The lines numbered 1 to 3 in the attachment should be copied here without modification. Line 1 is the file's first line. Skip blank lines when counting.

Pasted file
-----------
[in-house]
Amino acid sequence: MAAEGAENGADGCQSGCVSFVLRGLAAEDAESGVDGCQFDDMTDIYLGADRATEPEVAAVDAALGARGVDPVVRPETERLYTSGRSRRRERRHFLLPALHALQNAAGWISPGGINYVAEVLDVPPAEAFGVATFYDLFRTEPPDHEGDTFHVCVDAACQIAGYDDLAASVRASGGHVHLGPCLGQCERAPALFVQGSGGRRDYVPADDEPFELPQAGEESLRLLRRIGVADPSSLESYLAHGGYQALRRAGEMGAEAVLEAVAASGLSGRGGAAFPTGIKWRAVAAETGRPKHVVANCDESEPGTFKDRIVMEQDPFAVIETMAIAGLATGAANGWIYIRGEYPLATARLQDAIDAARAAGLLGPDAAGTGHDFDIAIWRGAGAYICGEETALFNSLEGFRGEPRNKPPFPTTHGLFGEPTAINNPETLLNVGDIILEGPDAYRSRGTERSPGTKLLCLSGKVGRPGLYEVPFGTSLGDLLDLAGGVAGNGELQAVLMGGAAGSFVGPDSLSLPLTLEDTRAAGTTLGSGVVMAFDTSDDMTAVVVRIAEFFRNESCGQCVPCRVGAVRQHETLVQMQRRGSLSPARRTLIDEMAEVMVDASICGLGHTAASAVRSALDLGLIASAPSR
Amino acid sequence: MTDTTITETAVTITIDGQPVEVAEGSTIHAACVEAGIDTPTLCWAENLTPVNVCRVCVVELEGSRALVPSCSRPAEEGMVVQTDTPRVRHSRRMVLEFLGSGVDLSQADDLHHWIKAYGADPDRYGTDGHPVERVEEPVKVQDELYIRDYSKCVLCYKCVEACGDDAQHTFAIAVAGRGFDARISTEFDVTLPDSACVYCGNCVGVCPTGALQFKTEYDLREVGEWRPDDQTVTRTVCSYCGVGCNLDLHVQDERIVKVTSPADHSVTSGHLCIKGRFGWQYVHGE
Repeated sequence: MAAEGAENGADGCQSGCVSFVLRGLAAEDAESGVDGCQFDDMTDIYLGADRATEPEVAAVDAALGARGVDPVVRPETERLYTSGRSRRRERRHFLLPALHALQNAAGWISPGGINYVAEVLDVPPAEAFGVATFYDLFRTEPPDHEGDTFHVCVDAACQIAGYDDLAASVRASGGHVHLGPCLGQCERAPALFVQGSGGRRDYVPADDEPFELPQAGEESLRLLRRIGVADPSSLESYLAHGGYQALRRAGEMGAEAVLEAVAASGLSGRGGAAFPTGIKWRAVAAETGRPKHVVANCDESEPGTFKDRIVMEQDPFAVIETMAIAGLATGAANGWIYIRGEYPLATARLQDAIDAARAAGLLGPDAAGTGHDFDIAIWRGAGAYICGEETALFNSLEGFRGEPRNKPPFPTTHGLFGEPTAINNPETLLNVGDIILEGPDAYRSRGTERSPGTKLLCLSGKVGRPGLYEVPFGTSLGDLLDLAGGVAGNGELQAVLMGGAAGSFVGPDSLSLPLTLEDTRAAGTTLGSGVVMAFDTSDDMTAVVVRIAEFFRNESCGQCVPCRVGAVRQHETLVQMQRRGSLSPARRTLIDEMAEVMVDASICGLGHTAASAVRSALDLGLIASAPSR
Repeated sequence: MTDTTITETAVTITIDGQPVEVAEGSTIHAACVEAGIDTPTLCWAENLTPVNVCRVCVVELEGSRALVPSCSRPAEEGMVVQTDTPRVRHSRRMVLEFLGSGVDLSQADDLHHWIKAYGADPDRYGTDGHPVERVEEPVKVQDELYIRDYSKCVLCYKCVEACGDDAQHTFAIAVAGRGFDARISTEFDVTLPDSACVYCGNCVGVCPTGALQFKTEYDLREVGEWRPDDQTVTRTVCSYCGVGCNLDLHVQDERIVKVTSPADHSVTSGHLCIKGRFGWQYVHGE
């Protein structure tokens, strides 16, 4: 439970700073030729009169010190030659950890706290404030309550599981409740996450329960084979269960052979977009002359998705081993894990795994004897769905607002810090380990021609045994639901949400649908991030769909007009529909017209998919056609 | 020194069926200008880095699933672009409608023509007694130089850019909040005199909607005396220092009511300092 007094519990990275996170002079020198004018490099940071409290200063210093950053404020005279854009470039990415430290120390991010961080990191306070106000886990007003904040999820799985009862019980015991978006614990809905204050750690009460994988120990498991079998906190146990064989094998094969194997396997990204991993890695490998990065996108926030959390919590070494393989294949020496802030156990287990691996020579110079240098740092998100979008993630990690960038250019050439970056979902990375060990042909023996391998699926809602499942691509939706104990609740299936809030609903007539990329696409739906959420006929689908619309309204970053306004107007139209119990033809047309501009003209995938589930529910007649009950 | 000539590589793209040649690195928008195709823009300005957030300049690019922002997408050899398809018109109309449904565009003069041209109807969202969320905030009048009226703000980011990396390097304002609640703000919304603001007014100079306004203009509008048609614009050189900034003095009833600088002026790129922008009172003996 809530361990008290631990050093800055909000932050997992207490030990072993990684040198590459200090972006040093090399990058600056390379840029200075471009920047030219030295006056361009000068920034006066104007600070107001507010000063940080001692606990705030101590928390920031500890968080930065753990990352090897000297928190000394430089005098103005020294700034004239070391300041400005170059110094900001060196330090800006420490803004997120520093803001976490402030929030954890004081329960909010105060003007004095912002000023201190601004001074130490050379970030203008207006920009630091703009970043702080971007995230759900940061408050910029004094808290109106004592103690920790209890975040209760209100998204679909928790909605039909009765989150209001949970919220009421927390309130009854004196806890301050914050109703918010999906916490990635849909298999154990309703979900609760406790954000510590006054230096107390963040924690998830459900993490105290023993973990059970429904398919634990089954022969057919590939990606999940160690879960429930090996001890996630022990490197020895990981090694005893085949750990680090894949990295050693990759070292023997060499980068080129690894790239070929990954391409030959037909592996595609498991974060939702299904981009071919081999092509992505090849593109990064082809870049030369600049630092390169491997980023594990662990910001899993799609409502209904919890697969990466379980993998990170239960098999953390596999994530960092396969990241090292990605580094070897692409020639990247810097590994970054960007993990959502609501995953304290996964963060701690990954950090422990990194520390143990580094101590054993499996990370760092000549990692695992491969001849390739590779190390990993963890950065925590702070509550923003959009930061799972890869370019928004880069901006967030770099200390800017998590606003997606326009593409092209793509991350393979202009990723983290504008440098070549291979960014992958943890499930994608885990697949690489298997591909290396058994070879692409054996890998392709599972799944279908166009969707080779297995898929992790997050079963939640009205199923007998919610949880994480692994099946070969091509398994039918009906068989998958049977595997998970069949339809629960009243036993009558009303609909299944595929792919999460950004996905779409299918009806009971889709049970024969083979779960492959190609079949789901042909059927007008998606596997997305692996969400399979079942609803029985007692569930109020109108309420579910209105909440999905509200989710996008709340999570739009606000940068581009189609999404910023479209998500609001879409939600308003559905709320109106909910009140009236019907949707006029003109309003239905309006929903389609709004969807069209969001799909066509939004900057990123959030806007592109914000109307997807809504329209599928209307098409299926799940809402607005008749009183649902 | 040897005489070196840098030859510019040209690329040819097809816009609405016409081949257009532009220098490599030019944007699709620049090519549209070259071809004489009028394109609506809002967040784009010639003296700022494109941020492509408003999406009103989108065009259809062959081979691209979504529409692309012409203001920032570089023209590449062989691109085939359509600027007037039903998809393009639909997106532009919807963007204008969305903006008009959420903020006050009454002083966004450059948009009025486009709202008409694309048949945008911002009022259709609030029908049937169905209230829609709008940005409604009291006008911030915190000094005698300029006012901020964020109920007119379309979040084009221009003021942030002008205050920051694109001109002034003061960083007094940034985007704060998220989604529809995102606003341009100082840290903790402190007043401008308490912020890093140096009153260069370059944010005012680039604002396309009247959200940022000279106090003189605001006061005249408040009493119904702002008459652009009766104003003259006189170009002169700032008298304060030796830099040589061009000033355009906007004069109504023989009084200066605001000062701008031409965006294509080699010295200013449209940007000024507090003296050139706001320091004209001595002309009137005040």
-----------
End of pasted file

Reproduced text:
[in-house]
Amino acid sequence: MAAEGAENGADGCQSGCVSFVLRGLAAEDAESGVDGCQFDDMTDIYLGADRATEPEVAAVDAALGARGVDPVVRPETERLYTSGRSRRRERRHFLLPALHALQNAAGWISPGGINYVAEVLDVPPAEAFGVATFYDLFRTEPPDHEGDTFHVCVDAACQIAGYDDLAASVRASGGHVHLGPCLGQCERAPALFVQGSGGRRDYVPADDEPFELPQAGEESLRLLRRIGVADPSSLESYLAHGGYQALRRAGEMGAEAVLEAVAASGLSGRGGAAFPTGIKWRAVAAETGRPKHVVANCDESEPGTFKDRIVMEQDPFAVIETMAIAGLATGAANGWIYIRGEYPLATARLQDAIDAARAAGLLGPDAAGTGHDFDIAIWRGAGAYICGEETALFNSLEGFRGEPRNKPPFPTTHGLFGEPTAINNPETLLNVGDIILEGPDAYRSRGTERSPGTKLLCLSGKVGRPGLYEVPFGTSLGDLLDLAGGVAGNGELQAVLMGGAAGSFVGPDSLSLPLTLEDTRAAGTTLGSGVVMAFDTSDDMTAVVVRIAEFFRNESCGQCVPCRVGAVRQHETLVQMQRRGSLSPARRTLIDEMAEVMVDASICGLGHTAASAVRSALDLGLIASAPSR
Amino acid sequence: MTDTTITETAVTITIDGQPVEVAEGSTIHAACVEAGIDTPTLCWAENLTPVNVCRVCVVELEGSRALVPSCSRPAEEGMVVQTDTPRVRHSRRMVLEFLGSGVDLSQADDLHHWIKAYGADPDRYGTDGHPVERVEEPVKVQDELYIRDYSKCVLCYKCVEACGDDAQHTFAIAVAGRGFDARISTEFDVTLPDSACVYCGNCVGVCPTGALQFKTEYDLREVGEWRPDDQTVTRTVCSYCGVGCNLDLHVQDERIVKVTSPADHSVTSGHLCIKGRFGWQYVHGE